By limiting the choices available, a specification increases usability for the envisioned task and usage. But this necessarily decreases flexibility in other, unforeseen, ways. Each hook available for arbitrary flexibility is adding a choice - which makes it more general, but less usable for specific tasks.

Few choices --> neat but rigid.

Many choices --> messy but flexible.

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You can build an entire computer out of NAND gates (or NOR gates, but one generally doesn't), which have completely defined and completely rigid interfacs, are very simple and infinitely arbitrarily flexible. –  Peter Wone Mar 27 '09 at 12:14
    
@Peter there's something important in that, but note that Perl instructions are also rigidly defined. A collection of NAND gates without constraints would fall into the "many choices->mess" category. If constraints are imposed (eg register modules, ALU etc), it moves towards "fewer choices->neat". –  13ren Mar 27 '09 at 16:12
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I think you have it all backwards.

Cleanly designed, well modularized code is as flexible as it gets. Look at the tons of libs available for java. The libs that are used a lot a cleanly designed. They solve one problem and they solve it well.

This gives the developer using those the flexibility to decide what he needs and pick the libs necessary to do the job.

The single lib is flexible in the sense that you can use it in many different places.

Your Big Blob of Mud sorry if statements is not flexible at all. It is hard wired to all the stuff it calls. You want to use it in a different place? Sorry, can't do that without changing the code.

What you are really seeing is: Considering the design, implementation and architecture of code as flexible in the sense of 'everybody can change it at will, no matter if he knows anything about design' results in ugly code. Which soon is so rigid and frozen, that you only can throw it a way, and it wouldn't even go down the toilet, because it is so rigid.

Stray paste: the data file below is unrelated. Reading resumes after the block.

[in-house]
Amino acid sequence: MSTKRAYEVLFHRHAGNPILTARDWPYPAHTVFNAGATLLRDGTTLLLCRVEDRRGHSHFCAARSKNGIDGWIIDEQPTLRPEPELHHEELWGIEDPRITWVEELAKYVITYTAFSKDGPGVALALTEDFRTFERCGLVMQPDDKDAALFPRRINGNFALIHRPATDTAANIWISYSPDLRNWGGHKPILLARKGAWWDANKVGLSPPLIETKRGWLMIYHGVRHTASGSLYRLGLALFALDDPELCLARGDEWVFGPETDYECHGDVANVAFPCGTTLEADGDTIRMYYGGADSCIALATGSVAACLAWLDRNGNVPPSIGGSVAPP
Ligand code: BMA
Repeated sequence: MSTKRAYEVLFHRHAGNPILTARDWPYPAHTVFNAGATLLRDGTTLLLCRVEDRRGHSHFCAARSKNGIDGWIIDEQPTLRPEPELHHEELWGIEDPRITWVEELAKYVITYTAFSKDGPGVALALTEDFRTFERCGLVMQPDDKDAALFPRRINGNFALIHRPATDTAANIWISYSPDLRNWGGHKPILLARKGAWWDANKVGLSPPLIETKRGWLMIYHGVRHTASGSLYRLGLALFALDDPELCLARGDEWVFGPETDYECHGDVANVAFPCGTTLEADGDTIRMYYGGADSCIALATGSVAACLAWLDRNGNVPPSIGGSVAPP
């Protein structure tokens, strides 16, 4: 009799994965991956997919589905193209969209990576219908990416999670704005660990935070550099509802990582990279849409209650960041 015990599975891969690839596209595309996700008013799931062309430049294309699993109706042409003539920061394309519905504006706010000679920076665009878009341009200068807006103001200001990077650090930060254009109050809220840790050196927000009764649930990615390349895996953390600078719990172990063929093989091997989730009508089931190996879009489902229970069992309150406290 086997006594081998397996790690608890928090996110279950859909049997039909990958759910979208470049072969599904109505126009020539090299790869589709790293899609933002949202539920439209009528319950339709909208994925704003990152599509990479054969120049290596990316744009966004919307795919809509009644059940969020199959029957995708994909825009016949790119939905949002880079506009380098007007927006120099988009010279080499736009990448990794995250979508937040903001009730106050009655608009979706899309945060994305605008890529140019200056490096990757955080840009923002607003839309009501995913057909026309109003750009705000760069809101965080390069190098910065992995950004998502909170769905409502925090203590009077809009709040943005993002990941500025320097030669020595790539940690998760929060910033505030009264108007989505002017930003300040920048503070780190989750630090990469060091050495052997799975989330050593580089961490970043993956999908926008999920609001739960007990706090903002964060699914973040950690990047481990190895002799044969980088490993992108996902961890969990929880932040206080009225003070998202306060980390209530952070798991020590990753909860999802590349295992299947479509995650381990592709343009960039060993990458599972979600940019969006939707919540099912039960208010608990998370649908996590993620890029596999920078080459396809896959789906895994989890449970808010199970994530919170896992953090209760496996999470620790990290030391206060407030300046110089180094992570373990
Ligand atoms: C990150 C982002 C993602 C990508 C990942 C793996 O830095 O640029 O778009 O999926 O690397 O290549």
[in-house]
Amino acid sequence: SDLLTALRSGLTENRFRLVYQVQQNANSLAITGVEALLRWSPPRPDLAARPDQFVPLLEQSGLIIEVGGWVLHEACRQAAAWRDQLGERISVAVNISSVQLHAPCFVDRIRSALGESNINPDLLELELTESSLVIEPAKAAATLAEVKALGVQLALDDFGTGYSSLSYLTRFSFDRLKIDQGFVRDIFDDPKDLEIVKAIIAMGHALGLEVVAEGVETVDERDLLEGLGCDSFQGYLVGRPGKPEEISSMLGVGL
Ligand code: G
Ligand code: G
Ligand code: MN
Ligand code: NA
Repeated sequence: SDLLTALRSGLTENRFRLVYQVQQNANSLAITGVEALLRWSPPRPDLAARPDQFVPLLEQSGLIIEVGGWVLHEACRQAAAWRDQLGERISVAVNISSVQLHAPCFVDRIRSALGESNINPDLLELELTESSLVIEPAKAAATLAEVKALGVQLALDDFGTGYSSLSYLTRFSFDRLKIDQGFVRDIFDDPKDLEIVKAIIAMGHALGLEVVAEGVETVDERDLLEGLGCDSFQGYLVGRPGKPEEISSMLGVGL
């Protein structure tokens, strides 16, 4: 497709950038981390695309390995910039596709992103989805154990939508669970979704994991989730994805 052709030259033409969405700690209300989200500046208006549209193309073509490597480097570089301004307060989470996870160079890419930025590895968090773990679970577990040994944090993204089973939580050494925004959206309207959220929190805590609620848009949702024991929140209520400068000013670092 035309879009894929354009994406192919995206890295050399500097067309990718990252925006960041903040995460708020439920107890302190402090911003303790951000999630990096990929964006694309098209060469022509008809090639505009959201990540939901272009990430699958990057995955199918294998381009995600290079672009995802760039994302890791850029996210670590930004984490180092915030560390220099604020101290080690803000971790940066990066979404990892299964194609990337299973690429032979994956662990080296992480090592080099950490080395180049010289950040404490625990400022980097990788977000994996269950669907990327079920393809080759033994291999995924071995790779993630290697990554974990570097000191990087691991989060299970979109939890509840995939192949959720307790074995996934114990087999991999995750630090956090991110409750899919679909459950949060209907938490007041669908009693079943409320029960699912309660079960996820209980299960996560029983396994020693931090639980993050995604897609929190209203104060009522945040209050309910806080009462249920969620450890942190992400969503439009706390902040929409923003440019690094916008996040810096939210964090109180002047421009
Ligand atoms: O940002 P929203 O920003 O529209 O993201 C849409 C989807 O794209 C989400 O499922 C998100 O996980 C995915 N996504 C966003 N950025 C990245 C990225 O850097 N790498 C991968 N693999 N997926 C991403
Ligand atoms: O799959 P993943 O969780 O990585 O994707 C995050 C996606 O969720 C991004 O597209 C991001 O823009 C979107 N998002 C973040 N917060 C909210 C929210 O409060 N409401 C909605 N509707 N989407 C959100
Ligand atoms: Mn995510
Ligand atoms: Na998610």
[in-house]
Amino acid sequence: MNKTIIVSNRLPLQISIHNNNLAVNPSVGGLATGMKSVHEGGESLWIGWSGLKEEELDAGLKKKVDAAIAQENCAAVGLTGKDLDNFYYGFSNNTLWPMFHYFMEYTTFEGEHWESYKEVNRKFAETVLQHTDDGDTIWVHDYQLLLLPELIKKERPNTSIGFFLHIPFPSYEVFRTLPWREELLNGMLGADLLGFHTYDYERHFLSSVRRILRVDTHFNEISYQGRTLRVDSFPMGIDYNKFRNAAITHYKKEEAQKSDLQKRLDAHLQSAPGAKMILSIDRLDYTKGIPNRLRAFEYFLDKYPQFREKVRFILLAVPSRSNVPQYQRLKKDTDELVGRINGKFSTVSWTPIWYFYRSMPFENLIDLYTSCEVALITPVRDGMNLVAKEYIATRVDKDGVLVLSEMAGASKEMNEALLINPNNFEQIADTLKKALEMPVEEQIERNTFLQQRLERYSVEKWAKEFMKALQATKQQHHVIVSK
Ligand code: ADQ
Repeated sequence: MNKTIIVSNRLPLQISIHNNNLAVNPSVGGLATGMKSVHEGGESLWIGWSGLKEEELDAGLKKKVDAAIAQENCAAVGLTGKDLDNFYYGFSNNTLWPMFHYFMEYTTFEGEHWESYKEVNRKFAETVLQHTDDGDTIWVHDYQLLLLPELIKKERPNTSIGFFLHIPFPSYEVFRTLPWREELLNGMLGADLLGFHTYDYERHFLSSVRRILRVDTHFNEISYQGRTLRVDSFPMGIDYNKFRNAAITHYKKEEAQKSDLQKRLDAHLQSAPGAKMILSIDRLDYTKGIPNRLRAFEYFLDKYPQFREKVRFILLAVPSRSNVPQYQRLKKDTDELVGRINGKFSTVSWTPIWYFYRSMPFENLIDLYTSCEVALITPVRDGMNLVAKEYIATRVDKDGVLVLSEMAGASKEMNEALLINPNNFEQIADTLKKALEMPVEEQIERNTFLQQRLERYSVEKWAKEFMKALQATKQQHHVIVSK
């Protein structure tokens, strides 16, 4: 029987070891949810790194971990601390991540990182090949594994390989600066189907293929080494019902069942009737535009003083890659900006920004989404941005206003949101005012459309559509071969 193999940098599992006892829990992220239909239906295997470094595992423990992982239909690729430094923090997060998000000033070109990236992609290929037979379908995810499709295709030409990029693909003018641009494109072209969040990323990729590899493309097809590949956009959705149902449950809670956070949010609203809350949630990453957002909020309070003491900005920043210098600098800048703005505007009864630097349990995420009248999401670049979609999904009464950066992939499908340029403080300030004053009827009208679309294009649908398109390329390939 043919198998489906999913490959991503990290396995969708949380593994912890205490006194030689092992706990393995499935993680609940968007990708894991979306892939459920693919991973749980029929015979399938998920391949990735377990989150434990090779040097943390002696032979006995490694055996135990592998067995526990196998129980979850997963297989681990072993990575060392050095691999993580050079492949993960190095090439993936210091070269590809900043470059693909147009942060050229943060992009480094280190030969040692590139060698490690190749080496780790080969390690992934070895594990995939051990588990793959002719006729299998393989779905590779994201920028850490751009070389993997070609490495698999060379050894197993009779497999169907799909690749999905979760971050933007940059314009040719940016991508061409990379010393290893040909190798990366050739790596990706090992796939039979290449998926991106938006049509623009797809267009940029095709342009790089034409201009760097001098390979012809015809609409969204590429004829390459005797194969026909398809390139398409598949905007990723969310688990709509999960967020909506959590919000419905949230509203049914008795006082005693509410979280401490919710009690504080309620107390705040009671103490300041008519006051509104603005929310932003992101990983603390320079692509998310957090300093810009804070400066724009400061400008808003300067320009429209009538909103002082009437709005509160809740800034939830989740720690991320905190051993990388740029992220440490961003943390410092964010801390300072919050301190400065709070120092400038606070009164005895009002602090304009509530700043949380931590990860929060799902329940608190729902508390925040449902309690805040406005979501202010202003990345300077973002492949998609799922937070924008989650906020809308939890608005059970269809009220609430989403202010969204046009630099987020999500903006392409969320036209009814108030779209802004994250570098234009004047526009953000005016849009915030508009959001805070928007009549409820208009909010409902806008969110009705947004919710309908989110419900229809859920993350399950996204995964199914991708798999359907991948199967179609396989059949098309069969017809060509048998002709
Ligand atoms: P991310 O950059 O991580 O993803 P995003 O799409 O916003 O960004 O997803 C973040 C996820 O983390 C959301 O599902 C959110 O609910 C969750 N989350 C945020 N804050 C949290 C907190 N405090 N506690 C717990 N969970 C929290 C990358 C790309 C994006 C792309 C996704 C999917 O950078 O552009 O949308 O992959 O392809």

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I think one issue is the number of choices available. "The Design of Everyday Things" says that usability is increased by having few and clear choices (called "actions").

By limiting the choices available, a specification increases usability for the envisioned task and usage. But this necessarily decreases flexibility in other, unforeseen, ways.

Well I think that's DoET a little backwards. With the example a door's push plate, the door already opens one way. The idea of an affordance is to make it clear which way it opens. The limitation comes first and the clarity comes next. The limitation has more to do (I believe) with safety and security. (Safety because each time the door opens we anticipate where it swings and security because it can be reinforced in a chosen direction for barring entry.)

I really don't think we limit choices so that we know how do open a door, because we can make them swing if we wanted. Thus it's once the limits have been established that the push plate makes it clear what you have to do on your side of the door.

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Maybe you're right. Communicating choices via affordances is important, but it's also easier to communicate them if the design has already constrained the options. A door's intrinsic "design" has already constrained them to push or pull. –  13ren Mar 27 '09 at 17:02
    
Having a simple conceptual model is important, and you need to communicate it (via affordances as you say). But you also need an actual system that is simple in the first place. Consider the refrigerator example on page 14. –  13ren Mar 27 '09 at 17:08
    
Tell me what you think of the lego motorbike on p.82-6. It focuses on affordances and constraints as communicating to the user - but the constraints must also actually exist as constraints, and not just communicate them. –  13ren Mar 27 '09 at 17:41
    
I don't have it handy, so I'll reflect on Lego: There is only one destination, though. Limiting the choices available helps the child make one thing. It's only limited by the builder's intention and materially, by the manufacturer's marketing for that intention. –  Axeman Mar 27 '09 at 20:28
    
(cont) The motorcycle has to be neat enough that it becomes the object of enough children. And then because they want to make that, the limitations in the piece make it clear what does and doesn't make the one thing. –  Axeman Mar 27 '09 at 20:29
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Flexibility in my mind is best exemplified by the low coupling/high cohesion paradigm. Good flexible code is as orderly and simple as possible. You know you're refactoring well when you reduce disorder and increase simplicity.